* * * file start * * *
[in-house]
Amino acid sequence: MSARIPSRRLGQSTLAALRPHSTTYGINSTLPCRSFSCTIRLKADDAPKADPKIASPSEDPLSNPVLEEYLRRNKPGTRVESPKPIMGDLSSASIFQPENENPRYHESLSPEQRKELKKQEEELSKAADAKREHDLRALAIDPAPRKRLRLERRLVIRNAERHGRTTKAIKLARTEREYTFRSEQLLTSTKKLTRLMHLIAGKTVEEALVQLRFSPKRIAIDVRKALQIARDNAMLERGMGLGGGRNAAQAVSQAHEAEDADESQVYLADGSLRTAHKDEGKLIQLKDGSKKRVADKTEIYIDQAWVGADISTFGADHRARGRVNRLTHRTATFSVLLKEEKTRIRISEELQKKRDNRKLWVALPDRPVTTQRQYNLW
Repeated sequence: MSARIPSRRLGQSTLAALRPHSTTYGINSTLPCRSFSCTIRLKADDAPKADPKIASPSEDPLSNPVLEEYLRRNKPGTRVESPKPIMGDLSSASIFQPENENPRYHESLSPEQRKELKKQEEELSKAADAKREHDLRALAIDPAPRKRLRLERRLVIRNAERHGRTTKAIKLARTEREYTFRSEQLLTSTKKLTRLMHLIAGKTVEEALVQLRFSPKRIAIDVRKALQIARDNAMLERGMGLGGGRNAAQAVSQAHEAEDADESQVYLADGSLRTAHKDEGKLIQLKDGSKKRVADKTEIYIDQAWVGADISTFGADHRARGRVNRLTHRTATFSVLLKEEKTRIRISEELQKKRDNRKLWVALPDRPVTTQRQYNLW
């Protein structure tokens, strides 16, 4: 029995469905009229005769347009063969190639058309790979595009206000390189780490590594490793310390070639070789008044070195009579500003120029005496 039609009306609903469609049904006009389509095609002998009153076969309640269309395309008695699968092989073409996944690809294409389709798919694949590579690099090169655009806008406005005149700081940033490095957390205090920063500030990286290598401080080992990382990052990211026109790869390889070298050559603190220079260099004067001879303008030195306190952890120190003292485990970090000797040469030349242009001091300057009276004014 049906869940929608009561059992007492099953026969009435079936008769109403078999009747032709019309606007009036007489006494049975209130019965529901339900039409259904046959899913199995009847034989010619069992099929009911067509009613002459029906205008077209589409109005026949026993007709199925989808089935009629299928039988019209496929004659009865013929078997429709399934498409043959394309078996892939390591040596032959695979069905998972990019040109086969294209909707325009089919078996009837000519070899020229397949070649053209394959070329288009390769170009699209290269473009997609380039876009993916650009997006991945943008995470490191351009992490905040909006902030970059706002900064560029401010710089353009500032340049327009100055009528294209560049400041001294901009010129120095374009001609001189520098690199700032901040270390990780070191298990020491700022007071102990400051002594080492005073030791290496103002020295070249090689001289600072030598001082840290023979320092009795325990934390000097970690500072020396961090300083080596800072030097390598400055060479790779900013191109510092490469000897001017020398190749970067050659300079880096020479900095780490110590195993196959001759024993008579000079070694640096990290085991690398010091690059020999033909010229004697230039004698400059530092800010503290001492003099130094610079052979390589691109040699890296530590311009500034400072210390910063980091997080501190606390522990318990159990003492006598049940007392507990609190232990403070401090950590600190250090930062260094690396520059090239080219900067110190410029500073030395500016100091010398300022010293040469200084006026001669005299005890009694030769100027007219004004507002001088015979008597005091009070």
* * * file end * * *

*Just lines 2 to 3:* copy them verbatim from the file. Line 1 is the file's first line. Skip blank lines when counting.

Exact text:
Amino acid sequence: MSARIPSRRLGQSTLAALRPHSTTYGINSTLPCRSFSCTIRLKADDAPKADPKIASPSEDPLSNPVLEEYLRRNKPGTRVESPKPIMGDLSSASIFQPENENPRYHESLSPEQRKELKKQEEELSKAADAKREHDLRALAIDPAPRKRLRLERRLVIRNAERHGRTTKAIKLARTEREYTFRSEQLLTSTKKLTRLMHLIAGKTVEEALVQLRFSPKRIAIDVRKALQIARDNAMLERGMGLGGGRNAAQAVSQAHEAEDADESQVYLADGSLRTAHKDEGKLIQLKDGSKKRVADKTEIYIDQAWVGADISTFGADHRARGRVNRLTHRTATFSVLLKEEKTRIRISEELQKKRDNRKLWVALPDRPVTTQRQYNLW
Repeated sequence: MSARIPSRRLGQSTLAALRPHSTTYGINSTLPCRSFSCTIRLKADDAPKADPKIASPSEDPLSNPVLEEYLRRNKPGTRVESPKPIMGDLSSASIFQPENENPRYHESLSPEQRKELKKQEEELSKAADAKREHDLRALAIDPAPRKRLRLERRLVIRNAERHGRTTKAIKLARTEREYTFRSEQLLTSTKKLTRLMHLIAGKTVEEALVQLRFSPKRIAIDVRKALQIARDNAMLERGMGLGGGRNAAQAVSQAHEAEDADESQVYLADGSLRTAHKDEGKLIQLKDGSKKRVADKTEIYIDQAWVGADISTFGADHRARGRVNRLTHRTATFSVLLKEEKTRIRISEELQKKRDNRKLWVALPDRPVTTQRQYNLW